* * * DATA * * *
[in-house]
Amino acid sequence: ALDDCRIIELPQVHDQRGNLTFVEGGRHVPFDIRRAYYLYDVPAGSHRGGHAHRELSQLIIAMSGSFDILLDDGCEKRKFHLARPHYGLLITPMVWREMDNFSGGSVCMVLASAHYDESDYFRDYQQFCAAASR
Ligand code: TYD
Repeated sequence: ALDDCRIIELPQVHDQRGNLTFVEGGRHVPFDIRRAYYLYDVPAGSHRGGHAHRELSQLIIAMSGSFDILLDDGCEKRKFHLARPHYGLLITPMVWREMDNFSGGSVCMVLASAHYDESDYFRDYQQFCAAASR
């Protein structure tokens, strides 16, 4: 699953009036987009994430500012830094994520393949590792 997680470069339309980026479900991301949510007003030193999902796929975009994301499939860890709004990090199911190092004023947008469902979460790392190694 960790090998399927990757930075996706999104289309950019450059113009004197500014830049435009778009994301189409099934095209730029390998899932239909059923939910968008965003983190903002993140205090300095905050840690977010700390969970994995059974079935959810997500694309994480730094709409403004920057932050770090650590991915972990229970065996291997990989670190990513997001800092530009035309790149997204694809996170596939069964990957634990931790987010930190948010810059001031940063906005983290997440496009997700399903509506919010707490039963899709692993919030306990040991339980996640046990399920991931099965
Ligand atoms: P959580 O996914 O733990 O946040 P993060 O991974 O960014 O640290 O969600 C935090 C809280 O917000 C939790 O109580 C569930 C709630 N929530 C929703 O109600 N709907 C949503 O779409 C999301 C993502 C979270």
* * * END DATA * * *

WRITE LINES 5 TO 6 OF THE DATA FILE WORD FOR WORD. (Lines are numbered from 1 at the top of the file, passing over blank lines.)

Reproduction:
């Protein structure tokens, strides 16, 4: 699953009036987009994430500012830094994520393949590792 997680470069339309980026479900991301949510007003030193999902796929975009994301499939860890709004990090199911190092004023947008469902979460790392190694 960790090998399927990757930075996706999104289309950019450059113009004197500014830049435009778009994301189409099934095209730029390998899932239909059923939910968008965003983190903002993140205090300095905050840690977010700390969970994995059974079935959810997500694309994480730094709409403004920057932050770090650590991915972990229970065996291997990989670190990513997001800092530009035309790149997204694809996170596939069964990957634990931790987010930190948010810059001031940063906005983290997440496009997700399903509506919010707490039963899709692993919030306990040991339980996640046990399920991931099965
Ligand atoms: P959580 O996914 O733990 O946040 P993060 O991974 O960014 O640290 O969600 C935090 C809280 O917000 C939790 O109580 C569930 C709630 N929530 C929703 O109600 N709907 C949503 O779409 C999301 C993502 C979270």